John Willoughby: Greene Publishing, Inc.
After approximately 90 United States residents have contracted Salmonella, linked to raw turkey products, the Centers for Disease Control and Prevention (CDC) is stressing to cook raw turkey thoroughly in order to kill harmful germs. 40 people have been hospitalized and no deaths have been reported.
The first reported cases came in almost one year ago, on Nov. 15, 2017.
According to the CDC, the outbreak strain of Salmonella Reading has been identified in samples of raw turkey pet food in Minnesota, raw turkey products from 19 slaughter and six processing establishments and live turkeys from several states.
In Florida, approximately four people have contracted the illness, as of July 11, 2018. In interviews, ill people report eating different types and brands of turkey products purchased from many different locations. Two ill people lived in a household where raw turkey pet food was fed to pets.
Salmonella, according to the CDC, causes about 1.2 million illnesses, 23,000 hospitalizations and 450 deaths in the United States every year. Of these, the CDC estimates that food is the source for about one million illnesses, 19,000 hospitalizations and 380 deaths.
The CDC notes that most people infected with Salmonella develop diarrhea, fever and stomach cramps 12 to 72 hours after being exposed to the bacteria. The illness usually lasts four to seven days and most people recover without treatment. In some people, diarrhea may be so severe that the patient needs to be hospitalized. Salmonella infection may spread from the intestines to the bloodstream and then to other places in the body. In rare cases, Salmonella infection can cause death unless the person is treated promptly with antibiotics.
Children younger than five years of age, adults older than 65 years of age and people with weakened immune systems are more likely to severe illness.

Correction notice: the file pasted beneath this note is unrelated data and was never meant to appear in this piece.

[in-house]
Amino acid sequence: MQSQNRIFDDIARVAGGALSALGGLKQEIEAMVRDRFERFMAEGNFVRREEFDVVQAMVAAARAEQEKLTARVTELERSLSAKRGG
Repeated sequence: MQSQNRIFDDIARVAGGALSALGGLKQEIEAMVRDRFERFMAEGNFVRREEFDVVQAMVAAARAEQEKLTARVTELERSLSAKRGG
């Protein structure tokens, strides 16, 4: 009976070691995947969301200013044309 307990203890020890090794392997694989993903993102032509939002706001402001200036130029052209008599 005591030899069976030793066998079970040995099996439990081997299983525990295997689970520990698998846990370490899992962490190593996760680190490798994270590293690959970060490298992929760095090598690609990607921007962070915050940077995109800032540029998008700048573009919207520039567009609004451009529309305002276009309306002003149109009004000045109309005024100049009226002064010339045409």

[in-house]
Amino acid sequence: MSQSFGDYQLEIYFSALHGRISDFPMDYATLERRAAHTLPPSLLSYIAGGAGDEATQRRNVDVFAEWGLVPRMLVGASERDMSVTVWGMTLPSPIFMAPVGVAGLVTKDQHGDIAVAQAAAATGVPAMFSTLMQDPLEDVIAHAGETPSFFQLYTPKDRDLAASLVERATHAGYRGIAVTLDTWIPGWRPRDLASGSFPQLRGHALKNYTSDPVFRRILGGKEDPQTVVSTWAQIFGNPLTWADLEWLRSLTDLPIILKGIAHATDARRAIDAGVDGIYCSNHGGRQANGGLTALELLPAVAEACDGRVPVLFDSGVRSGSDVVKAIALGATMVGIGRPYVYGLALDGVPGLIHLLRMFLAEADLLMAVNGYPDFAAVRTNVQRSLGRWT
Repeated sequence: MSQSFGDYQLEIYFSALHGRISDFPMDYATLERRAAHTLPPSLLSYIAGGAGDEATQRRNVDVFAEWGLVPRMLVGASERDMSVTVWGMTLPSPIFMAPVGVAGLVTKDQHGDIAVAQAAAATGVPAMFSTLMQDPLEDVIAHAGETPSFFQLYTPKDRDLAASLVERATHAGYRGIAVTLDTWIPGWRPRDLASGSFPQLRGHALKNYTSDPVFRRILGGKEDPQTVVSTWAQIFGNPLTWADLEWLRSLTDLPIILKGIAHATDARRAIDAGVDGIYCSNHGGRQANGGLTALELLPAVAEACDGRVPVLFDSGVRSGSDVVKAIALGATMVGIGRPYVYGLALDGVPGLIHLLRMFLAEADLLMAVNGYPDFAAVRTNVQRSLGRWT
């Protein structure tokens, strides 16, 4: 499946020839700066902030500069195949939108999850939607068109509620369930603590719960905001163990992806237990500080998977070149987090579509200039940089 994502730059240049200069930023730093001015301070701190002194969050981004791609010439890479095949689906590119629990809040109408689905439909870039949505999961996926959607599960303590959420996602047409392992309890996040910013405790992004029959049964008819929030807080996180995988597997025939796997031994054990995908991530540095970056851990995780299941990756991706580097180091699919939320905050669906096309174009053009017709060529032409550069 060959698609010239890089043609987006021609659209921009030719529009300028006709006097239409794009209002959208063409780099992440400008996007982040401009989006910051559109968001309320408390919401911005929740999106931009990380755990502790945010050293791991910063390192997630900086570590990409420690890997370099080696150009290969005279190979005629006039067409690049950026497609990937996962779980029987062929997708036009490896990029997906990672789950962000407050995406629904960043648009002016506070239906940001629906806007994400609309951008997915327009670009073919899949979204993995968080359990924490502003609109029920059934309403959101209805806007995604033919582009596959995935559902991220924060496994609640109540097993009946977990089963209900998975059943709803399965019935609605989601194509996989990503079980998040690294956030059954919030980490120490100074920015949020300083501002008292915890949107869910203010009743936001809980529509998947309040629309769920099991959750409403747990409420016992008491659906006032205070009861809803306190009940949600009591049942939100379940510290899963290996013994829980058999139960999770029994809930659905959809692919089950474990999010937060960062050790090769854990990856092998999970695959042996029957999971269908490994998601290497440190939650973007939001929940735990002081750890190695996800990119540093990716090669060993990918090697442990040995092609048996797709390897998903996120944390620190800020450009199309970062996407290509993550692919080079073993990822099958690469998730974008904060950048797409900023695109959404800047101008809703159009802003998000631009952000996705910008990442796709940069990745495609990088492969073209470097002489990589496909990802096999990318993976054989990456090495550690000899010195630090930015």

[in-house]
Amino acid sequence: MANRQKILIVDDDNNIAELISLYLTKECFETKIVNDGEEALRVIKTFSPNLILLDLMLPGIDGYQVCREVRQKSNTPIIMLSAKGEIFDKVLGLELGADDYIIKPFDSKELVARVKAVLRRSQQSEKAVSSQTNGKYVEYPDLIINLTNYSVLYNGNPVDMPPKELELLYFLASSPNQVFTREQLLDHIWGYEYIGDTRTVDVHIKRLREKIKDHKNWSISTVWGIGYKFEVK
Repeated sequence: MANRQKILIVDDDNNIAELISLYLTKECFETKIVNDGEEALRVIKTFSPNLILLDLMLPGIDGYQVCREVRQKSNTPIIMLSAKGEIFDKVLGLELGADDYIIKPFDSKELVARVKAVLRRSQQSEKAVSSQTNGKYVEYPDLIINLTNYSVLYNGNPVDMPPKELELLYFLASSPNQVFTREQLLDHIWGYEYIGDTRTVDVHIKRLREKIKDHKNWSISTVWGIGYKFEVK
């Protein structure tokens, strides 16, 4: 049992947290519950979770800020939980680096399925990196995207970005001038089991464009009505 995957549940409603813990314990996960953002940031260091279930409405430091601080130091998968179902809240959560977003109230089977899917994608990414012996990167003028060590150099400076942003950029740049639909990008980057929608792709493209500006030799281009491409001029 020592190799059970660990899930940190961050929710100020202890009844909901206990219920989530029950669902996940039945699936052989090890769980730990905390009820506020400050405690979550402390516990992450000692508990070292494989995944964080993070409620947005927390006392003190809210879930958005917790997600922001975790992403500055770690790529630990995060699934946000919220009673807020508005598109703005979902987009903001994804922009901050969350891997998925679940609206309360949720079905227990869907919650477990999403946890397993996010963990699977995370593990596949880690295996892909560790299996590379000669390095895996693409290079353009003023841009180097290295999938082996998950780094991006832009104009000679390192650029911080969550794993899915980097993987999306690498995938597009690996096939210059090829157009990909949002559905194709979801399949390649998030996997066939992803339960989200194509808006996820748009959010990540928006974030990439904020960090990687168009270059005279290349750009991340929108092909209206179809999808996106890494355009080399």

The CDC gives tips on how to protect yourself and others from contracting Salmonella infections while handling turkey this holiday season. Always handle raw turkey carefully and cook it thoroughly to prevent food poisoning. The CDC is not advising that consumers avoid eating properly cooked turkey products or that retailers stop selling raw turkey products.
Wash your hands: Salmonella infections can spread from one person to another. Wash hands before and after preparing or eating food, after contact with animals and after using the restroom or changing diapers.
Cook raw turkey thoroughly to kill harmful germs: Turkey breasts, whole turkeys and ground poultry, including turkey burgers, casseroles and sausage should always be cooked to an internal temperature of 165 degrees Fahrenheit to kill harmful germs. Leftovers should be reheated to 165 degrees Fahrenheit. Use a food thermometer to check and place it in the thickest part of the food.
Don't spread germs from raw turkey around food preparation areas: Washing raw poultry before cooking is not recommended. Germs in raw poultry juices can spread to other areas and foods. Thoroughly wash hands, counters, cutting boards and utensils with warm, soapy water after they touch raw turkey. Use a separate cutting board for raw turkey and other raw meats if possible.
The CDC does not recommend feeding raw diets to pets. Germs like Salmonella in raw pet food can make your pets sick. Your family can also get sick by handling the raw food or by taking care of your pet.
For more information about Salmonella, log onto cdc.gov.